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Cinema 3 Is the New Online Platform That Lets You Watch ACMI's Curated Film Program At Home

The Melbourne venue has a launched video-on-demand service — and it includes new and classic movies.
By Sarah Ward
November 21, 2020
By Sarah Ward
November 21, 2020

As first announced back in 2018, Melbourne's Australian Centre for the Moving Image will soon look rather different, with the screen culture-focused Federation Square site currently undergoing extensive $40 million renovations. When it reopens in 2021, visitors can expect revamped exhibition spaces, new immersive experiences and added interactive activations, including a permanent ode to Mad Max. Also part of the huge makeover: increasing the ways that everyone can engage with ACMI digitally, both when heading by in-person and from home.

As revealed back in October, ACMI will usher in a heap of new ways for folks to interact with its exhibitions. That includes giving visitors a handheld device made out of compressed cardboard, which they'll be able to while they're wandering around the place — and when they go home as well. ACMI's fresh additions also span online exhibition space Gallery 5, which is up and running already, and its own video-on-demand service called Cinema 3.

Of course, 2020 has already seen a very lengthy list of new streaming and VOD options hit the market, all competing for film and TV fans' eyeballs in a year that's seen us all spend more time on the couch — such as horror streamer Shudder, architecture and design-focused platform Shelter, short-form platform Quibi (which'll actually call it quits in December), female-focused service Femflix, and platforms from cinemas such as Palace and Golden Age, plus the team behind Sydney's Ritz and Melbourne's Lido, Classic and Cameo venues. Accordingly, ACMI joins a very busy space, but it's doing so with a tightly curated range of classics and new movies that's selected by its Director of Film Programs Kristy Matheson, and is updated fortnightly.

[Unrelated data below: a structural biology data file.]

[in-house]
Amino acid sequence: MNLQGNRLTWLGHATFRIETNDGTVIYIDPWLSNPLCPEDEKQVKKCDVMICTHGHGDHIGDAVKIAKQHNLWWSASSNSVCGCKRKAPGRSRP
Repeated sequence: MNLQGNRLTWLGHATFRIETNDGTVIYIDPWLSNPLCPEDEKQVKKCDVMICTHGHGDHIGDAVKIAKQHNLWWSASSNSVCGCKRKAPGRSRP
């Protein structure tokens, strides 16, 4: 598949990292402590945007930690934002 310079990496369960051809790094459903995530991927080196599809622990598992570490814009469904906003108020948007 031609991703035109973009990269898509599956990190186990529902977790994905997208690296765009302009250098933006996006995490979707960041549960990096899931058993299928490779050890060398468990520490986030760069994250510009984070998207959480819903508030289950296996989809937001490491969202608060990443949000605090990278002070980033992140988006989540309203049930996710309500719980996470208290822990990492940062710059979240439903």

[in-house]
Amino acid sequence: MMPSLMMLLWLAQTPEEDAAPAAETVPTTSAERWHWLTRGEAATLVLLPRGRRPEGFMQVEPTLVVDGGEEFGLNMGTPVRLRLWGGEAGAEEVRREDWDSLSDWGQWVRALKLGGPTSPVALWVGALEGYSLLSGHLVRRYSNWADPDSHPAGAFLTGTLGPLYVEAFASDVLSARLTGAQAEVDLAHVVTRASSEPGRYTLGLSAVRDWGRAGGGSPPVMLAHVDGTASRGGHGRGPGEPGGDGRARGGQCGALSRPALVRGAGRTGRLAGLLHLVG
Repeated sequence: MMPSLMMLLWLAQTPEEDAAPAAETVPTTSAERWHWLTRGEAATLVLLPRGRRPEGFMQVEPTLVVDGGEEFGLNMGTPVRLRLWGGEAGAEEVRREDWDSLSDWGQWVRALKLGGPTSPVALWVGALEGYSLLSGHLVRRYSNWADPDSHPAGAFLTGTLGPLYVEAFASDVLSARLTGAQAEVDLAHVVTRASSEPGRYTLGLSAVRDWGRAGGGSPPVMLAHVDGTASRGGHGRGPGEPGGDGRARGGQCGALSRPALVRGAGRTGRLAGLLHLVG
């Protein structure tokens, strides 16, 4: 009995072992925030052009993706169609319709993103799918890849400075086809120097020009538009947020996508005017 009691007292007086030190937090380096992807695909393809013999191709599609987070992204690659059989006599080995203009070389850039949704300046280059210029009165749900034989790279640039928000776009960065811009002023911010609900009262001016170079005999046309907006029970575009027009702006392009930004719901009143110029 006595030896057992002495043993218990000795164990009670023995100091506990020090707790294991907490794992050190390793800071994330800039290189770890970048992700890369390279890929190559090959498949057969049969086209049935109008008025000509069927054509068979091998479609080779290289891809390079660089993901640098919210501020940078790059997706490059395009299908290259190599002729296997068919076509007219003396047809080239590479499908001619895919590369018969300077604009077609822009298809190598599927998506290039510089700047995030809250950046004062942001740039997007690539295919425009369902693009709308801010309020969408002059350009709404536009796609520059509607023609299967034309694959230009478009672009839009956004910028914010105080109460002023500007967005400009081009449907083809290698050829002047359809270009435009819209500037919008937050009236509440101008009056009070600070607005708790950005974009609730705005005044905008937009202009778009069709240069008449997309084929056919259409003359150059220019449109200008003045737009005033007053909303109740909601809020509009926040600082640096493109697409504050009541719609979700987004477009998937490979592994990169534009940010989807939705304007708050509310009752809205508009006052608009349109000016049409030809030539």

Available since Thursday, November 19, Cinema 3 currently features a digital restoration of Claire Denis' 1999 standout Beau Travail, plus 2019's acclaimed Romanian flick The Whistlers — neither of which you can currently watch in Australian cinemas. In the classic camp, it has grouped a number of movies into themes. So, you can check out 'fine films for grown-up tastes' such as The Two Faces of January, Our Little Sister, The Deep Blue Sea and The Third Wife, or opt to delve into cinema history via Berberian Sound Studio, Be Natural: The Untold Story of Alice Guy-Blaché, Last Man in Aleppo and Parasite.

Cinema 3 also presently features an Aussie-focused section as well, showing Noise, The Darkside, and documentaries Jill Billcock: Dancing the Invisible and Defiant Lives. The idea is that each area of the service acts as a shelf — for you to peruse and pick from at your leisure, depending on what piques your interest.

Films are available on a pay-per-view rental basis, with the current titles ranging from $4.99 to $14.

To check out ACMI's Cinema 3 video-on-demand service, head to the platform's website.

Published on November 21, 2020 by Sarah Ward


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